Higher sugar combined with less exercise and “grossly excessive” feed rations is what is getting horses in trouble today, he says. And he points out that today’s forage is designed to make farm animals gain weight quickly.

He says there are few statistics on current horse obesity, but one study found 45 percent of 319 randomly selected horses to be fat or very fat. That compares to 25.8 percent rate of obesity in cats and 25.2 percent rate in dogs, he says. I’ve seen other numbers that put cat and dog obesity much higher in 2012.

Johnson points out that laminitis is seen in two forms: one that leads to separation of the hoof lamellar interface, the tissue that connects the hoof to the bone inside the foot; and one due to chronic remodeling of the foot resulting from endocrine disorders (others have compared this remodeling to cancer-like growth).

Johnson says the endocrine abnormalities that are most often seen in horses with chronic laminitis are insulin resistance and excessive levels of corticosteroids. He says insulin resistance is likely an important component of thriftiness — horses with insulin resistance can survive on far less food.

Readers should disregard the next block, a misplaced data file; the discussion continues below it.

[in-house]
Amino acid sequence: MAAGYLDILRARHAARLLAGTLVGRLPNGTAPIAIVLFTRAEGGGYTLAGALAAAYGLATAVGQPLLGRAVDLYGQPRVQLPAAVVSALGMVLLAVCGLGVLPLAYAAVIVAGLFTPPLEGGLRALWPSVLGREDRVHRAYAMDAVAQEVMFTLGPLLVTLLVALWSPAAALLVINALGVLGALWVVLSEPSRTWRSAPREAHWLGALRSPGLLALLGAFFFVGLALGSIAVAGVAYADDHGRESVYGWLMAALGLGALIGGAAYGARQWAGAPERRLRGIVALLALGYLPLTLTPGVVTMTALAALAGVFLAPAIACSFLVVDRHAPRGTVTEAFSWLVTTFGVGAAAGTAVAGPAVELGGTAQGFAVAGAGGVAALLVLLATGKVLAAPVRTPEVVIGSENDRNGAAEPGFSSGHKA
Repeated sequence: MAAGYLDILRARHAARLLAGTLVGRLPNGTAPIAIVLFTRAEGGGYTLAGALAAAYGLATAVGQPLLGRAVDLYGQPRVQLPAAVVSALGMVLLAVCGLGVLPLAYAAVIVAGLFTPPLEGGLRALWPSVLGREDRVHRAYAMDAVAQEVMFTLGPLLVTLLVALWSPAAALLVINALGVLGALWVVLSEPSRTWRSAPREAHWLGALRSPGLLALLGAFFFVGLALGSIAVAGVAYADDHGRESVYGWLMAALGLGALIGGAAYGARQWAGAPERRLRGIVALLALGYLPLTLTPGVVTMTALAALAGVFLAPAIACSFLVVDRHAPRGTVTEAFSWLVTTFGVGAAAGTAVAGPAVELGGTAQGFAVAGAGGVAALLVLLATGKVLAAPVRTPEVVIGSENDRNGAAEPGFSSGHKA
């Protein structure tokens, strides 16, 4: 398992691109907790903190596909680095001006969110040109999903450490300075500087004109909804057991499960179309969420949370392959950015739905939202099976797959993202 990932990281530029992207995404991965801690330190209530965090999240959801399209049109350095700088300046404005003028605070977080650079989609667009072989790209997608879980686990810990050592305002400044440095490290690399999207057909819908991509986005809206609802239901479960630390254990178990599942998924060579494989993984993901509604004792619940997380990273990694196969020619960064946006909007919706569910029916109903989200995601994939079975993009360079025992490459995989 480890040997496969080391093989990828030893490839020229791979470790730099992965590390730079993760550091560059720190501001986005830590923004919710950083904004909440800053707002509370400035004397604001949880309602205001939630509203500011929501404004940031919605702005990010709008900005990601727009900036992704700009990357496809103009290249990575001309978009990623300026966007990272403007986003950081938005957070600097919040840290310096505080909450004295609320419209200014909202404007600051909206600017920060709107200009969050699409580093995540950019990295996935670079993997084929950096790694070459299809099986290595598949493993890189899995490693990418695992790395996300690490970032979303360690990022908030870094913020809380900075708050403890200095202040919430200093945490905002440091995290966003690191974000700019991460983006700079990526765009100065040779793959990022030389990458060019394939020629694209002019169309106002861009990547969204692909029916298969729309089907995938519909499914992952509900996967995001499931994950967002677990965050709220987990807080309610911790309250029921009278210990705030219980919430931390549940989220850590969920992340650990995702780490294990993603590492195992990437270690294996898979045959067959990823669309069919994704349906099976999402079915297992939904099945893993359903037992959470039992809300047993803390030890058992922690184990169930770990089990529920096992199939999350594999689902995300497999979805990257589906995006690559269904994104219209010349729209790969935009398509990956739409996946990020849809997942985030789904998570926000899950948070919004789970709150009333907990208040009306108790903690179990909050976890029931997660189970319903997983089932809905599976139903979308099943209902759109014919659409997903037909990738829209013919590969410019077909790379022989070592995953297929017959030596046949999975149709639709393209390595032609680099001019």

As for corticosteroids, the corticosteroid named cortisol, a glucocorticoid due to its role in sugar metabolism, is secreted by the adrenal glands. Its primary roles are to increase blood sugar, suppress the immune system and aid in metabolism. Stress can lead to elevated cortisol levels, which can lead to weight gain.

Johnson said that an enzyme called 11-hydroxysteroid dehydrogenase-1 (11-HSD1), which converts inactive circulating cortisone to cortisol in localized tissue, is an important component of human metabolic syndrome and it is seen in increased amounts in the hoof lamellar interface (the connective tissue between the hoof and the bone) in laminitic hooves as well in the cresty necks of horses with equine metabolic syndrome. He said this enzyme is likely one of these thrifty genes.

Johnson also reviews the fact that insulin itself is toxic to the hoof lamellar interface, and raising a horse’s insulin level can result in laminitis.

My feeling is that, yes, all of these thrifty genes may behave in a way that leads to laminitis, but something has to trigger them to behave in that manner. If horses of similar genetic background can live on grass nearby, what is triggering these thrifty genes to behave in a problematic manner in my horses? What is triggering them in the horses of others?